The story behind RenderMan 25’s machine learning Denoiser

How the new denoiser works.

When Pixar Animation Studios released RenderMan 25 in April of 2023, it included a completely new Denoiser that takes advantage of machine learning technology.

The Denoiser was developed by Disney Research in collaboration with Industrial Light and Magic, Pixar and Walt Disney Animation Studios. Pixar had already used this tech internally since Toy Story 4 (released in 2019), and now the Denoiser is available for all RenderMan users.

Here’s an excerpt from the full story in issue #11 in befores & afters magazine.

Wait, what’s a Denoiser?

A denoiser reduces the amount of noise present in a rendered image, with the idea being that this image does not need to be rendered to full convergence, thus saving on render times. The machine learning techniques in the Denoiser in RenderMan 25 are used to predict what a final image would look like if it had been rendered without noise.
The result is a cleaner image that does not require as many samples per pixel–you can render things faster but without any loss in image quality.

Buy Me A Coffee

Pixar originally adopted denoising technology once it had rolled out its original RIS path tracer several years ago. “Path tracers are inherently noisy,” notes Pixar marketing manager Dylan Sisson. “Every time you iterate on the image or the render iterates, it starts to converge. The last couple iterations to achieve full convergence can take as long as the rest of the render simply because the amount of samples required for each iteration grows exponentially.”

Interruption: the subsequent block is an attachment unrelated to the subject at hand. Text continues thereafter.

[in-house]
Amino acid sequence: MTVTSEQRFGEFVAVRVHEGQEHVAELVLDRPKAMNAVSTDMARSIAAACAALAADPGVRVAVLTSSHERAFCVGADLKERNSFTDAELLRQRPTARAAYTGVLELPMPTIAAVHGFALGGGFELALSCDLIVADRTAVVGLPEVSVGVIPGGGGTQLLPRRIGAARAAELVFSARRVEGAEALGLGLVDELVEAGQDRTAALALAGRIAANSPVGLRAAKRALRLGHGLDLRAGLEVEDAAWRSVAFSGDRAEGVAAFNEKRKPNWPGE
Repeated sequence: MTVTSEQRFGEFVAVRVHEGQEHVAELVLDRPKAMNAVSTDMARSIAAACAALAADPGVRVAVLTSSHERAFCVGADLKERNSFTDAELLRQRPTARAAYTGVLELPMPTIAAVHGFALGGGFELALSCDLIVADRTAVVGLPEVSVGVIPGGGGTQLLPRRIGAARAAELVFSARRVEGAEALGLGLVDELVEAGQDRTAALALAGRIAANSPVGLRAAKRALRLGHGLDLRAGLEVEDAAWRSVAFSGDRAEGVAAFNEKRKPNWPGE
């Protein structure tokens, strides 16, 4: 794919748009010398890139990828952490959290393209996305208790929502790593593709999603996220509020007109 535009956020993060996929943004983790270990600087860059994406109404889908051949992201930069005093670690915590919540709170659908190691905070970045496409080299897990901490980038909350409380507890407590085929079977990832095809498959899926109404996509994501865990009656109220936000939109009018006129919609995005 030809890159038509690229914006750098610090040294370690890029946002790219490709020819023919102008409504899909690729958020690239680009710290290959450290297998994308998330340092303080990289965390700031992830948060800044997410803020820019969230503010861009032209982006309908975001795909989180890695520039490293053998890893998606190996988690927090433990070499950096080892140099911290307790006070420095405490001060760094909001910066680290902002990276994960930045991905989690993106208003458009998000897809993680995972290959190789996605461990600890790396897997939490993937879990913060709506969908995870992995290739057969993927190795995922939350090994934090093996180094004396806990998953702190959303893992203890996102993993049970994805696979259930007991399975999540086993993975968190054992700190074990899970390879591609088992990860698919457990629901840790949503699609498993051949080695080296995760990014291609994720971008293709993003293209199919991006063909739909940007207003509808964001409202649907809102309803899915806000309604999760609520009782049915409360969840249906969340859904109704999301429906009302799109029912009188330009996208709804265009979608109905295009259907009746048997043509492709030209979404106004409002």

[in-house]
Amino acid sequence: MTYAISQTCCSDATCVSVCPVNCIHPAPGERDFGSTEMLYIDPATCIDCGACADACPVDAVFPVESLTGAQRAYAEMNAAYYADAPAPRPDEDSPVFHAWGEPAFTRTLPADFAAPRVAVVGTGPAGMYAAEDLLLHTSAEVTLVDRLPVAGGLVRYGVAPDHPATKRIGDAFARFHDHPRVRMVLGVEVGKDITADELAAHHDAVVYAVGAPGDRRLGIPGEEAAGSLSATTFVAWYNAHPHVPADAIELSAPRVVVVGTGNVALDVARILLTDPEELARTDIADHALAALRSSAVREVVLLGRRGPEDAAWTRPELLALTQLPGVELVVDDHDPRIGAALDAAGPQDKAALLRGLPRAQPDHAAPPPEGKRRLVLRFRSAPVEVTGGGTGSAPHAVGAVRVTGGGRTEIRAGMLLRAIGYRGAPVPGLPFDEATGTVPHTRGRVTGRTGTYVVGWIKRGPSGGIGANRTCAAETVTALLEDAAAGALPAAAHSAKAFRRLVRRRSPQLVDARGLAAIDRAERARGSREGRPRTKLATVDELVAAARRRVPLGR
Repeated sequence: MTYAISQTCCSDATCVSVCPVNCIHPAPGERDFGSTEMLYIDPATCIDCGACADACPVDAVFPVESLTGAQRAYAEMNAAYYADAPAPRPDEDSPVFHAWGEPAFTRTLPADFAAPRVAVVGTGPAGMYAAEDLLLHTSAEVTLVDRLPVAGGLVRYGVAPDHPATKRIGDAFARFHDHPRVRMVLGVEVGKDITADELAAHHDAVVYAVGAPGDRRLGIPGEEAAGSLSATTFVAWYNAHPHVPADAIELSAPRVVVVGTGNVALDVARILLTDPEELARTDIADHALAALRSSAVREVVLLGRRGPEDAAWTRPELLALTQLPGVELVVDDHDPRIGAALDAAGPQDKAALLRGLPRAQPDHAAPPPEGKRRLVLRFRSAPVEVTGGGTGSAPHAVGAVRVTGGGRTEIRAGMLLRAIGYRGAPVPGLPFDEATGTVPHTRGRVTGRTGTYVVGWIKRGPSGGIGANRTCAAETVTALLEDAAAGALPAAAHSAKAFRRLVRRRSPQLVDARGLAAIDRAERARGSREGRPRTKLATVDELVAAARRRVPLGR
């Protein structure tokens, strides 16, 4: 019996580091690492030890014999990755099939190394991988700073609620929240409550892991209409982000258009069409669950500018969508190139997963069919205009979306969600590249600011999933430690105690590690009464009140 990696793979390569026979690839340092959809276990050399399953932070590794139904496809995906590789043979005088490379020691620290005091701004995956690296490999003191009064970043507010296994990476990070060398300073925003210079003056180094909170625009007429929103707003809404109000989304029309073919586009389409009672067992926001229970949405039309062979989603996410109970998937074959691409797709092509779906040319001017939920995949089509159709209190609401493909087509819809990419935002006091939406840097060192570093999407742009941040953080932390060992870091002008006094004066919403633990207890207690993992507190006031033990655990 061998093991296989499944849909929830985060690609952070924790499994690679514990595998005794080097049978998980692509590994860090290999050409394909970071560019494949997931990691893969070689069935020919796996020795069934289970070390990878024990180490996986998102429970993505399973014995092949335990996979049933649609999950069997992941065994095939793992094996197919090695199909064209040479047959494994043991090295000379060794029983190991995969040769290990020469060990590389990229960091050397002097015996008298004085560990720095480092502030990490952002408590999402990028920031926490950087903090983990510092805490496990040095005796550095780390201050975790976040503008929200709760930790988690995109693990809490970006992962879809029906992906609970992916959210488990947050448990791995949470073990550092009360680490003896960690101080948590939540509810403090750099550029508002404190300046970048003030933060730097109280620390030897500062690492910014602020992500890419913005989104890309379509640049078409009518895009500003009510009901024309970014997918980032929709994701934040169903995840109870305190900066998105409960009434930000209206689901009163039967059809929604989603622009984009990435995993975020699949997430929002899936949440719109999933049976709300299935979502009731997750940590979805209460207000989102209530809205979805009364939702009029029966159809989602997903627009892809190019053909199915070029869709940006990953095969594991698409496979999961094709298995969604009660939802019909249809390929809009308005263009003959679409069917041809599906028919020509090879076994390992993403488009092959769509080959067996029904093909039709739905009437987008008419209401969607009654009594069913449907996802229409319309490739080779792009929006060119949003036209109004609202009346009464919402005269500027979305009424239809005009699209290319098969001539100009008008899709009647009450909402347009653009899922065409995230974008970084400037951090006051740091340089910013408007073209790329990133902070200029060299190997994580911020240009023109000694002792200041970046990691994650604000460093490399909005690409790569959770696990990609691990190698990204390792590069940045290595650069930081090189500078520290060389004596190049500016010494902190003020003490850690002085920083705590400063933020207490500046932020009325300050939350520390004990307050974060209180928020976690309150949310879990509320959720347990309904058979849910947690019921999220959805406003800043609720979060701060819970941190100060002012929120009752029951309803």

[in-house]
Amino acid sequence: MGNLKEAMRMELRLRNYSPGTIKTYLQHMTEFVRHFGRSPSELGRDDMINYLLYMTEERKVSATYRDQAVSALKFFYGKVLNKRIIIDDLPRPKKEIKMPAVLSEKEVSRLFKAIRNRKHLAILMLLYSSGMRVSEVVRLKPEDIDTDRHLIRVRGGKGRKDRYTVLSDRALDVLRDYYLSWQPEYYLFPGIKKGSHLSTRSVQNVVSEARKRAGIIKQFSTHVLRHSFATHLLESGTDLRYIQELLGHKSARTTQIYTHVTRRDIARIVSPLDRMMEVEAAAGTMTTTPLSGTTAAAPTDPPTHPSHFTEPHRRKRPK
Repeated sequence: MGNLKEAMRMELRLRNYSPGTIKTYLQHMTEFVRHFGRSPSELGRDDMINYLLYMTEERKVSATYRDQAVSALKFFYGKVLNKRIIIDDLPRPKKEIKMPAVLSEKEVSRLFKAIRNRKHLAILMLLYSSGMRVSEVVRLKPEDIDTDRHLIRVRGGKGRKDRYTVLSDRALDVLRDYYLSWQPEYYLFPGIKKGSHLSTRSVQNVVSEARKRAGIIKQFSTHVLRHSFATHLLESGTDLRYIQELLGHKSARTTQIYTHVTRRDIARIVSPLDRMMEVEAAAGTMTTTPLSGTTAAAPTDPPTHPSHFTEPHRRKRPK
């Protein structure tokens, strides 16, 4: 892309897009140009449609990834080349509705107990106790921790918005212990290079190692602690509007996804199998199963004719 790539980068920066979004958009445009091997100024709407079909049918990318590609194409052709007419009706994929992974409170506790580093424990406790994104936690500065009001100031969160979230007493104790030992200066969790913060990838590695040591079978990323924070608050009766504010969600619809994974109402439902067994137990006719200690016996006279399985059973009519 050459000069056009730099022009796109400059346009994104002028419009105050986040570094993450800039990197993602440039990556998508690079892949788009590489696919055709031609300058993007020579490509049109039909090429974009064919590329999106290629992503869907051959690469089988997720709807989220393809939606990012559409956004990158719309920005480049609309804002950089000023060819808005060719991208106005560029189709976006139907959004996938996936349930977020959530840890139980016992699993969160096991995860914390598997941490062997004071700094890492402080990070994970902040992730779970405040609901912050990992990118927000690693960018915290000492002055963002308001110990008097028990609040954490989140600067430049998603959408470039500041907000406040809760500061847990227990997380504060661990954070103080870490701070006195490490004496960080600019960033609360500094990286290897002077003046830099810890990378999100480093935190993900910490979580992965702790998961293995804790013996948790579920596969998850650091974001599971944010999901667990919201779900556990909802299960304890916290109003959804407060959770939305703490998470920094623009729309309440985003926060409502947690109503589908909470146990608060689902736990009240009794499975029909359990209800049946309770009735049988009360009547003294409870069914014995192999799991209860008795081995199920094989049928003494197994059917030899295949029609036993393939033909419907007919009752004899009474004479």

For that original denoising tech, Pixar utilized a denoiser that Walt Disney Animation Studios had developed for its Hyperion path tracer on Big Hero 6. Pixar, of course, comes under the same technology umbrella as Walt Disney Animation Studios, and was able to use this previous denoiser first on Finding Dory (2016).

“There,” says Sisson, “instead of sending maybe 2,000 samples or 4,000 average samples per pixel, we were able to render with something like 512 average samples per pixel, a big savings at the time. That cut our render times down quite substantially. That allowed us to render images with fewer samples, which was faster, but also let us render more complexity. Images that we couldn’t actually render to full convergence, now were renderable because we could run the denoiser. It added breadth to the types of complexity that we could handle with refractions and all that kind of good stuff. That was great, and that worked really well for a while.”

The new Denoiser takes shape

Disney Research Zurich (another organisation in the Disney technology umbrella) then began looking at the problem of denoising and how they could apply machine learning to it. They developed a system that trains itself on movies from, say, Industrial Light & Magic and Pixar, as well as across all the Disney studios.